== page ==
This animal experiment was conducted in accordance with guidelines approved by Animal Health and Care Committee of Sichuan Agricultural University and was performed in accordance with recommendations of the China Council on Animal Care as specified in the Guide to the Care and Use of Experimental Animals.

Animals and Housing

A total of 1,800 25-week-old Lohmanpink-shell commercial laying hens were randomly assigned to four dietary treatments, with 10 replicates per treatment and 45 layers per replicate. All hens were housed in commercial laying cages with three birds per cage (40×35×40cm) according to a randomized complete block design at the Animal Nutrition Research Centre of Sichuan Agricultural University for a 39-wk trial. Hens received 16 h/d of manipulated lighting and ventilation at a natural ambient temperature. Feed and water were provided ad libitum throughout the experiment.

Experimental design and diets

The single factorial design consisted of four vitamin levels (as shown in Table 1): NRC (1994) level, NRC (1994) level with Hy.D® (25-hydroxy-cholecalciferol), Local level (the current average industry level in China) and OVN® level (optimum vitamin nutrition level), the supplemental level of each of them in basal diet was 400 mg/kg. The basal diet was a corn-soybean meal-rapeseed meal layer diet formulated according to the recommendations of NRC (1994) (Table 2). Vitamins were supplied by DSM (DSM China Ltd Corp, Shanghai, P. R. China).





Data collection

The number of dirty and cracked eggs were recorded daily by replicate and determined on the basis of each replicate weekly. Every four weeks of the trial, 10 eggs per replicate were randomly collected for the measurement of egg-shape index (ESI), egg specific gravity (ESG), eggshell strength (ESS), eggshell thickness (EST) and Haugh unit (HU). Egg specific gravity was determined by using the saline flotation method as described by Hempe et al. (1988). Haugh unit was calculated using the formula of Eisen et al. (1962) based on the height of albumen determined by a micrometer and egg weight. The eggshell strength and thickness were determined using the eggshell strength meter and eggshell thickness gauge (Fujihira Corp., Tokyo, Japan) respectively. After the last eggshell quality measurements were taken, the entire contents of eggs were collected and homogenized on the basis of each replicate. Samples were frozen and then freeze-dried to constant weight. Subsamples were reground and then allowed to equilibrate with ambient moisture at room temperature. Samples were sent to Analytical Research Center of DSM Nutritional Products Ltd (Switzerland) to determine the content for all vitamins using HPLC.


Statistical analyses

Data were analyzed by one-way analysis of variance using ANOVA procedure of SPSS (SPSS11.0, 2001) and significant differences among treatment means were compared using the least significant difference test. Statements of statistical significance were based on a probability of (p<0.05).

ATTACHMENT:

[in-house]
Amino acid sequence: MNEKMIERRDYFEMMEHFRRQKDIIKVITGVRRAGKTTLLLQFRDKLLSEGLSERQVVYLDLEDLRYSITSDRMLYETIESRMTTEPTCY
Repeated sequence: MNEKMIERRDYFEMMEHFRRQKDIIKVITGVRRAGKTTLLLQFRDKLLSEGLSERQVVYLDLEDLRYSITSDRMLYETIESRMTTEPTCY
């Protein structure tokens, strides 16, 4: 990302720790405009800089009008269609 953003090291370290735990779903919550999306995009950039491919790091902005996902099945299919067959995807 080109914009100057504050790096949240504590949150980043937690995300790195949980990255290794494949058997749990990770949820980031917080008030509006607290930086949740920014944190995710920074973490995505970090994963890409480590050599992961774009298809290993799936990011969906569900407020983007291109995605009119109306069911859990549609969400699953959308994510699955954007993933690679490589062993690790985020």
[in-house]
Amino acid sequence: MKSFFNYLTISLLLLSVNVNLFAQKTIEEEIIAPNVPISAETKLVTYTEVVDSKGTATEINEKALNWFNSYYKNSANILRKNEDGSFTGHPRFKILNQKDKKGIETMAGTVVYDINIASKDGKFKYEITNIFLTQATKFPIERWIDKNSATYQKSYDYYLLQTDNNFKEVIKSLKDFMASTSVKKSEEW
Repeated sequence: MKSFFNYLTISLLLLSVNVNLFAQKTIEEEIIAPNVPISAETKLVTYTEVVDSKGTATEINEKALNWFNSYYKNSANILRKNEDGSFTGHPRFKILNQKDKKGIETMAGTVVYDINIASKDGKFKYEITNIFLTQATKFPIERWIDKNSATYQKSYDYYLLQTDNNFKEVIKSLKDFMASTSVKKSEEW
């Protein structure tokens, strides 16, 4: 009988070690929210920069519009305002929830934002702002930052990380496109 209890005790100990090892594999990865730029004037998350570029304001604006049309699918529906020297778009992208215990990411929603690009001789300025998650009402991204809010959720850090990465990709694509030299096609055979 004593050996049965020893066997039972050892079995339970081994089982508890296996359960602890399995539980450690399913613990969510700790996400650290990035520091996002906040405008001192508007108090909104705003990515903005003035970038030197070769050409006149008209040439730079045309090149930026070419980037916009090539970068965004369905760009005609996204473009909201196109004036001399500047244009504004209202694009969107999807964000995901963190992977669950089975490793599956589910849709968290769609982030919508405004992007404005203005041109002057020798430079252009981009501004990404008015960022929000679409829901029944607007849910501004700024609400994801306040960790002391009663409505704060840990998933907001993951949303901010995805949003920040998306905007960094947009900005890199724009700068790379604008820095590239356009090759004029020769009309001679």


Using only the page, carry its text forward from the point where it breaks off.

Egg quality parameters, cracked egg and dirty egg of laying hens

As shown in Table 3, the effects of different dietary vitamin levels exhibited did not result in significant differences in the egg quality parameters measured, such as ESI, ESG, HU and EST (p>0.05); however, ESS in the Local group (4.33 kg/cm2) was significantly higher than the other treatments (4.06, 4.07, 3.92 kg/cm2 for OVN®, NRC with Hy.D®, and NRC level, respectively) (p<0.05). CEP and DEP in the vitamin fortified group (OVN®) was significantly reduced (p<0.05) as compared to other treatments. As for NRC with Hy.D®, with the addition of Hy.D® in the diet, CEP and DEP significantly declined. Furthermore, ESS was significantly improved (p<0.05), as compared with NRC or Local level diet.



Vitamin concentration in whole eggs

Results of vitamin concentration in whole eggs were presented in Table 4. Concentrations of vitamin B12, vitamin A, vitamin E, vitamin B1 and pantothenate in whole egg in the OVN® group were all significantly higher in comparison with Local, NRC with Hy.D® and NRC groups (p<0.05). Folic acid and vitamin D concentrations for OVN® and Local levels were both significantly higher than NRC with Hy.D® and NRC levels (p<0.05), while no significant difference was observed between them (p>0.05). Vitamin B2 concentrations were similar among the four dietary treatments with no significant difference (p>0.05). 25-OH-D3 concentration for the OVN® level was significantly higher than for the NRC level (p<0.05), but no significant difference was observed as compared with Local level or NRC level with Hy.D®. As for NRC level with Hy.D® and NRC level, there was no significant difference for most of the vitamins, except for 25-OH-D3 concentrations, which improved in the NRC level with Hy.D® group. Vitamin B6 and vitamin K concentrations in eggs were not determined because they were below the detection limit.